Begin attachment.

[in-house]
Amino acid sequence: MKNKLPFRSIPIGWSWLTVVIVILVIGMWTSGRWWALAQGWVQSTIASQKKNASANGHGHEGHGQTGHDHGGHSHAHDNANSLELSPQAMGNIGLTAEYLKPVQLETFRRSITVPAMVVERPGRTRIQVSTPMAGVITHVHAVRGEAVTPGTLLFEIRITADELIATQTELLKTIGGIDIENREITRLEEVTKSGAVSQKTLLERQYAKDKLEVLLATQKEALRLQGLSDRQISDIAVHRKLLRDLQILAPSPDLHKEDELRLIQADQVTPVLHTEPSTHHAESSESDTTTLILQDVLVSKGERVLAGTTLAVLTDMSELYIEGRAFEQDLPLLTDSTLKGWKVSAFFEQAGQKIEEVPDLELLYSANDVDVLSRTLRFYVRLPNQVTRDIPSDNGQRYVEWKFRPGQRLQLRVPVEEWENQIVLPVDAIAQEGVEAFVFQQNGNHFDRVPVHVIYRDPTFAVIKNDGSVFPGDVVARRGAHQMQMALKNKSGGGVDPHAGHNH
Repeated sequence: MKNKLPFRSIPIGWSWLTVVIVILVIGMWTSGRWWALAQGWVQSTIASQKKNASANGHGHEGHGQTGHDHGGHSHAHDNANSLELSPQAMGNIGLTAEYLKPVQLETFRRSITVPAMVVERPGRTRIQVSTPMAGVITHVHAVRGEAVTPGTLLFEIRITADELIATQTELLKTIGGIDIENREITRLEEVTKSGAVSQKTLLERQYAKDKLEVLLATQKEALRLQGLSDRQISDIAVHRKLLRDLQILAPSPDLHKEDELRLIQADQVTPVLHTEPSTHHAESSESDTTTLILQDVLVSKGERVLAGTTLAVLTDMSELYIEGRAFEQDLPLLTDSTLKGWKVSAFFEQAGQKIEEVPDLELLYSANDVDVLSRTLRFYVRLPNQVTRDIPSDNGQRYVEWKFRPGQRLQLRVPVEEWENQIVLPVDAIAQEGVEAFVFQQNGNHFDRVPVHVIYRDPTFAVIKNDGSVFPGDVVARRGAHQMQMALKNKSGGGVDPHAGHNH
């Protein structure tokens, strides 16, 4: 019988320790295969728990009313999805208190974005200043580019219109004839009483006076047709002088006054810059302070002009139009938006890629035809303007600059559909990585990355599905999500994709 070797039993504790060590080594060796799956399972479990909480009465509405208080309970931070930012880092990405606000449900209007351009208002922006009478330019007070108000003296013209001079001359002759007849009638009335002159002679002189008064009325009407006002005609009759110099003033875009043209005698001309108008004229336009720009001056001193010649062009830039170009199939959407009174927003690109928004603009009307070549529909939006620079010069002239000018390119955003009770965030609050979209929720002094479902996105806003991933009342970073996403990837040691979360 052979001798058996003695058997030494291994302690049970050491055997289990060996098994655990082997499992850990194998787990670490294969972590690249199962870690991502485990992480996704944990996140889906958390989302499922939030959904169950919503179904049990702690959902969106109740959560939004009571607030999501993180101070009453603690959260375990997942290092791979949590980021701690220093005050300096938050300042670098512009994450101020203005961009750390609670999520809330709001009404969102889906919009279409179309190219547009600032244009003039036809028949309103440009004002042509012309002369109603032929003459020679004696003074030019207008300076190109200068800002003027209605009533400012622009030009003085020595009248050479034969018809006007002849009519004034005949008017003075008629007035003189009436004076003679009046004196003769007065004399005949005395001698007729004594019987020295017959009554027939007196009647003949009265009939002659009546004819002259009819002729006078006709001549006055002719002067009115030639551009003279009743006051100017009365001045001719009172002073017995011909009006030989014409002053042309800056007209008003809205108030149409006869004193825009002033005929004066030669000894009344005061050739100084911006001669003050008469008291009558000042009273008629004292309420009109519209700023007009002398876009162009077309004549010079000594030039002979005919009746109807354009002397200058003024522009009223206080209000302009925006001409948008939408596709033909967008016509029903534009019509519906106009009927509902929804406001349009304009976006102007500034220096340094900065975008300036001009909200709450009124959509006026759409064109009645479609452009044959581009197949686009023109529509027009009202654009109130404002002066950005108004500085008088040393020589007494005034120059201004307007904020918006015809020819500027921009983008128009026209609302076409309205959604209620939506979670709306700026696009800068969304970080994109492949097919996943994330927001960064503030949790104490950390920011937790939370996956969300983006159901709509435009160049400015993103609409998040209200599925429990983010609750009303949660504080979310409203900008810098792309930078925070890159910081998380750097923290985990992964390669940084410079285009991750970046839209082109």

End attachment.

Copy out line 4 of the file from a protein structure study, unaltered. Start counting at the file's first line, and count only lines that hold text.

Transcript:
């Protein structure tokens, strides 16, 4: 019988320790295969728990009313999805208190974005200043580019219109004839009483006076047709002088006054810059302070002009139009938006890629035809303007600059559909990585990355599905999500994709 070797039993504790060590080594060796799956399972479990909480009465509405208080309970931070930012880092990405606000449900209007351009208002922006009478330019007070108000003296013209001079001359002759007849009638009335002159002679002189008064009325009407006002005609009759110099003033875009043209005698001309108008004229336009720009001056001193010649062009830039170009199939959407009174927003690109928004603009009307070549529909939006620079010069002239000018390119955003009770965030609050979209929720002094479902996105806003991933009342970073996403990837040691979360 052979001798058996003695058997030494291994302690049970050491055997289990060996098994655990082997499992850990194998787990670490294969972590690249199962870690991502485990992480996704944990996140889906958390989302499922939030959904169950919503179904049990702690959902969106109740959560939004009571607030999501993180101070009453603690959260375990997942290092791979949590980021701690220093005050300096938050300042670098512009994450101020203005961009750390609670999520809330709001009404969102889906919009279409179309190219547009600032244009003039036809028949309103440009004002042509012309002369109603032929003459020679004696003074030019207008300076190109200068800002003027209605009533400012622009030009003085020595009248050479034969018809006007002849009519004034005949008017003075008629007035003189009436004076003679009046004196003769007065004399005949005395001698007729004594019987020295017959009554027939007196009647003949009265009939002659009546004819002259009819002729006078006709001549006055002719002067009115030639551009003279009743006051100017009365001045001719009172002073017995011909009006030989014409002053042309800056007209008003809205108030149409006869004193825009002033005929004066030669000894009344005061050739100084911006001669003050008469008291009558000042009273008629004292309420009109519209700023007009002398876009162009077309004549010079000594030039002979005919009746109807354009002397200058003024522009009223206080209000302009925006001409948008939408596709033909967008016509029903534009019509519906106009009927509902929804406001349009304009976006102007500034220096340094900065975008300036001009909200709450009124959509006026759409064109009645479609452009044959581009197949686009023109529509027009009202654009109130404002002066950005108004500085008088040393020589007494005034120059201004307007904020918006015809020819500027921009983008128009026209609302076409309205959604209620939506979670709306700026696009800068969304970080994109492949097919996943994330927001960064503030949790104490950390920011937790939370996956969300983006159901709509435009160049400015993103609409998040209200599925429990983010609750009303949660504080979310409203900008810098792309930078925070890159910081998380750097923290985990992964390669940084410079285009991750970046839209082109």